character & $a$ & $\vectorsym{a}$ & $\matrixsym{A}$ & $\tensorsym{A}$ \\
    digit & $1$ & $\vectorsym{1}$ & $\matrixsym{1}$ & $\tensorsym{1}$
\end{tabular}

\end{document}

Libertinus sample

This set-up will also give you slanted uppercase Greek letters, should you use something like \vectorsym{\Psi}, but it is possible to tweak that.

If you should want to use upright letters for constant vectors, that would be \symbfup, which you could wrap in a command like \newcommand\cvector[1]{\symbfup{#1}}. There is similarly a \symbfsfup alphabet for constant tensors.

Some publishers still require authors to use PDFTeX in 2021. The closest thing to a package that does what you want is isomath, which provides \vectorsym, \tensorsym and \matrixsym commands. The \tensorsym digits probably won’t work the way you want, as existing sans-serif math fonts use those slots either for old-style numerals or have sans-serif italic digits. Although you could use \DeclareMathAlphabet commands directly to use a legacy font encoding other than OML, I’m not aware of any bold sans-serif TeX font with italic letters and upright digits.

However, you can define an upright sans-serif bold alphabet yourself:

\documentclass{article}
\usepackage{amsmath}
\usepackage{biolinum}
\usepackage[OMLmathrm,OMLmathsf]{isomath}

\newcommand\mathbfsfup[1]{%
  \mathalpha{\text{\sffamily\bfseries\upshape\selectfont #1}}}

\newcommand\tensorone{\mathbfsfup{1}}

\begin{document}

\begin{tabular}{lcccc}
    & scalar & vector & matrix & tensor \\
    character & $a$ & $\vectorsym{a}$ & $\matrixsym{A}$ & $\tensorsym{A}$ \\
    digit & $1$ & $\vectorsym{1}$ & $\matrixsym{1}$ & $\tensorone$
\end{tabular}

\end{document}

Computer Modern Roman / Linux Biolinum sample

If you really, truly want a function with special handling for digits, you will need to write that wrapper function yourself. An expl3 function that performs regex search-and-replace (like egreg’s) could do the job.

5
  • I have no experience with LuaLaTeX or XeLaTeX, but I tried the isomath solution. However this gives a much shorter 1 than the other fonts, which makes it look inconsistent again. Feb 24 at 10:05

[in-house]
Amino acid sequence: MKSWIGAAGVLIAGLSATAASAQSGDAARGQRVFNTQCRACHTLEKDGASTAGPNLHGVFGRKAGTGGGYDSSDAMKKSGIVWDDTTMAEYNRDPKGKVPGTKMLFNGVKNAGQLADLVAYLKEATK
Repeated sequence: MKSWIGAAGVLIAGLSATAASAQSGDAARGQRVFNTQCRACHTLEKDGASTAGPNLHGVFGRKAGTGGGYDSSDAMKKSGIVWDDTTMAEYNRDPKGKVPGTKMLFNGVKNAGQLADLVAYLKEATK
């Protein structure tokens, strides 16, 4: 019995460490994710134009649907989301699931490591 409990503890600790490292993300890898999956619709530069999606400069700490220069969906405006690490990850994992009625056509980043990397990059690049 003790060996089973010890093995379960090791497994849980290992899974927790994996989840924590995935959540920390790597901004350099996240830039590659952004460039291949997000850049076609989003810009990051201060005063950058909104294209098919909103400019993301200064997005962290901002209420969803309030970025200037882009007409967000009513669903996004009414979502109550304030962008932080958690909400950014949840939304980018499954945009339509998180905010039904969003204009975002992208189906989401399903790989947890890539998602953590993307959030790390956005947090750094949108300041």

• 1
    @MrTsjolder I think you’re referring to the old-style digits in the default \mathsfbfit. You can try a different font.
    – Davislor
    Feb 24 at 14:10
  • @MrTsjolder Alternatively, if you’re wrapping the whole thing in an expl3 function that processes the input, you could recognize digits and replace them with \mathsfbf{1}. Or you could define \mbfsansone as \mathsfbf{1}, as in unicode-math.
    – Davislor
    Feb 24 at 14:12
  • Could you point me to fonts with OML encodings? According to the comments in isomath.sty, there are only few fonts that would work with this approach. Feb 24 at 14:27
  • @MrTsjolder See this list from 2012. For a more up-to-date list, search your TeX tree for files matching oml*.fd. Actually, let me edit in another solution.
    – Davislor
    Feb 24 at 15:42
0

I ended up combining the information from the answers to this question.

I used the algorithm from this answer with a piece of code I found in the isomath package as suggested in this answer).

Concretely, I created a command to distinguish between numbers and non-numbers, as follows (I am not quite familiar with the explsyntax from the original answer):

\DeclareMathAlphabet{\mathsfit}{T1}{\sfdefault}{m}{sl}
\SetMathAlphabet{\mathsfit}{bold}{T1}{\sfdefault}{bx}{sl}

\newcommand\mathsans[1]  {%
    \ifnum9<1#1
        \mathsf{#1}%
    \else
        \mathsfit{#1}%
    \fi
}

and then used the following tensor definition

\newcommand\ten[1]   {\bm{\MakeUppercase{\mathsans{#1}}}}

which got me the following result. I also added the table with isomath results for comparison:

enter image description here

The result is not exactly perfect, but I think the inconsistency is less apparent than the result I got with isomath.

Your Answer

By clicking “Post Your Answer”, you agree to our terms of service, privacy policy and cookie policy

Not the answer you're looking for? Browse other questions tagged or ask your own question.